In the religious decree issued here, the clerics appealed to the country to observe Friday as "Condemnation Day" to express solidarity with the 14-year-old girl, who is currently in a critical care unit of a military hospital in Rawalpindi after being shot in the head.
The Tehrik-e-Taliban Pakistan claimed responsibility for the attempt on Malala's life in the former militant stronghold of Swat Valley on Tuesday, saying she was targeted for backing "pro-West" views and a secular government.
The Taliban has warned it will attack her again if she survives.
The clerics said in their fatwa: "Islam doesn't prohibit women from getting education. The attackers transgressed the Islamic Hudood (principles)." The clerics, who belong to the moderate Barelvi school of thought, described the interpretation of Islam by Taliban as "repugnant to the teachings of Islam" since the religion not only makes it obligatory on its followers to seek education. Islam also strictly forbids taking the life of any innocent person, they pointed out.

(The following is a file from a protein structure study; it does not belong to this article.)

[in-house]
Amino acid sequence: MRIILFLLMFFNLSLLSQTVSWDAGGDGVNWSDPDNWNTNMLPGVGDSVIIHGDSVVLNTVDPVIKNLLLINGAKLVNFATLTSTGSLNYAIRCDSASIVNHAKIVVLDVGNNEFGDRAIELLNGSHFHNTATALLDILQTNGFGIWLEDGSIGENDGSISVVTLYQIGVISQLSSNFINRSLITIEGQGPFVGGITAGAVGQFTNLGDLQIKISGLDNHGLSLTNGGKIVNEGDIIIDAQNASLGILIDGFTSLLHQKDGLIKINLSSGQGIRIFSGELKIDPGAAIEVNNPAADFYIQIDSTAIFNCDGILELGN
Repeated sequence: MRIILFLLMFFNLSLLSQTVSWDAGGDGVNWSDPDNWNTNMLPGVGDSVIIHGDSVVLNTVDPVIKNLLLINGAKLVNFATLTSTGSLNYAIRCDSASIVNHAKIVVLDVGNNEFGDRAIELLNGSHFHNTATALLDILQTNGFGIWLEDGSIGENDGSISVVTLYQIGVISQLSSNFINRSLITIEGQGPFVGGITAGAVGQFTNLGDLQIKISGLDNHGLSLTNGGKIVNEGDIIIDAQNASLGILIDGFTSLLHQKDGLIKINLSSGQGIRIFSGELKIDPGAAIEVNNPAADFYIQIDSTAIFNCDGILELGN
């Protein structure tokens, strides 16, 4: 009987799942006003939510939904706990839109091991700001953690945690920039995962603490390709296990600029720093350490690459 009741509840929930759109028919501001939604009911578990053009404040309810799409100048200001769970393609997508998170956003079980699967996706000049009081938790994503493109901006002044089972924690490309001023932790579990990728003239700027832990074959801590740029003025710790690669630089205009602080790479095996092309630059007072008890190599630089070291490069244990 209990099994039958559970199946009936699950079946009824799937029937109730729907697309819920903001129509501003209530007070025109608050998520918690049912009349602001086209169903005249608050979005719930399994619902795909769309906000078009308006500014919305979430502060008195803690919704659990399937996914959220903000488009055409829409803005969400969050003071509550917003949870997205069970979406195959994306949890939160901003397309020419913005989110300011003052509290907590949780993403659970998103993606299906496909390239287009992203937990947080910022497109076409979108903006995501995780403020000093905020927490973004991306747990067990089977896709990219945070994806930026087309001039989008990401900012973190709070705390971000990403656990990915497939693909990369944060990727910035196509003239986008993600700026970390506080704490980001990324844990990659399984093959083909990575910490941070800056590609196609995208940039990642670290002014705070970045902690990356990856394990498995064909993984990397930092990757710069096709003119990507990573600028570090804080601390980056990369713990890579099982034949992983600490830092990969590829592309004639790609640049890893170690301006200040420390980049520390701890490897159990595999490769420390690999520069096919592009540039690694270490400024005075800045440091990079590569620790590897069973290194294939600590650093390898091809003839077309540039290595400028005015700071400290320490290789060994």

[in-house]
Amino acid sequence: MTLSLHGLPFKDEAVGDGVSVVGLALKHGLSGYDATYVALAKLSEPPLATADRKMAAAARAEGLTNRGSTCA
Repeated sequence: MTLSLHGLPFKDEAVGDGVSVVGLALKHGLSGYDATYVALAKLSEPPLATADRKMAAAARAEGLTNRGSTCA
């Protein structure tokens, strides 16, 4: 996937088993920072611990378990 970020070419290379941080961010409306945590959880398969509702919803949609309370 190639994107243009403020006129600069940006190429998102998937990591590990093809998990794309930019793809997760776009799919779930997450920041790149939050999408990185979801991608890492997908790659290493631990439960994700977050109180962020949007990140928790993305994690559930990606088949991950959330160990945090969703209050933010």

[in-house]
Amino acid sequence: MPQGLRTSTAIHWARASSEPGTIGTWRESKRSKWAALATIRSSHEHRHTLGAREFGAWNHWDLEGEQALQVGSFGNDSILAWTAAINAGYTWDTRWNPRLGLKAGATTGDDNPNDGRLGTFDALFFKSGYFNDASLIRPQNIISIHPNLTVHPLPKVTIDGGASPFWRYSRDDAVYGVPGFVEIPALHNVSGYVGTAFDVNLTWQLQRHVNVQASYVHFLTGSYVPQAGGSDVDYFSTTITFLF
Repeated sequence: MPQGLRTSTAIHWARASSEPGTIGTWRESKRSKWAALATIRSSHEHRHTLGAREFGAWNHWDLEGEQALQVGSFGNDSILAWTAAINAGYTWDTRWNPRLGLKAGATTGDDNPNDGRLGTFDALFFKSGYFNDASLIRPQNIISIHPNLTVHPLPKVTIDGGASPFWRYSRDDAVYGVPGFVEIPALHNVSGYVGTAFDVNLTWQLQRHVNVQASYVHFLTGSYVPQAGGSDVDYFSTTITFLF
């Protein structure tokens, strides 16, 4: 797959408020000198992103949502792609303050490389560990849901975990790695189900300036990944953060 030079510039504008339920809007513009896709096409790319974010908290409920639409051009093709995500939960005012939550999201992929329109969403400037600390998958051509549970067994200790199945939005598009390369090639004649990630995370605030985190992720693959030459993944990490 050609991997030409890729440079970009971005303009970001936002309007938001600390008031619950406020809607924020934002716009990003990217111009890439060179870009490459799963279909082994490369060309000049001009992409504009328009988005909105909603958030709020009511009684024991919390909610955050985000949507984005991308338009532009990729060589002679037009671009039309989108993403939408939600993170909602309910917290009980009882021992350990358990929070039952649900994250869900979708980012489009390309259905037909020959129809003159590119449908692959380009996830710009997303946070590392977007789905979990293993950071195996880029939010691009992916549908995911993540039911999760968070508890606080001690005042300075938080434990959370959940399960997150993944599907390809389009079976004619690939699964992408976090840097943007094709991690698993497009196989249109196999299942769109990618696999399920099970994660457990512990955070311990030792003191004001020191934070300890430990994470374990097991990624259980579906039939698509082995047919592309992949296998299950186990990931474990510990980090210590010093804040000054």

Former federal Religious Affairs Minister Hamid Saeed Kazmi said the decree had come at the right time. "Islam holds the killing of even one innocent person equal to the killing of the whole of humanity. It also forbids executing a woman who has even reneged on her religion. Men are punished with death for the same offence," Kazmi said.
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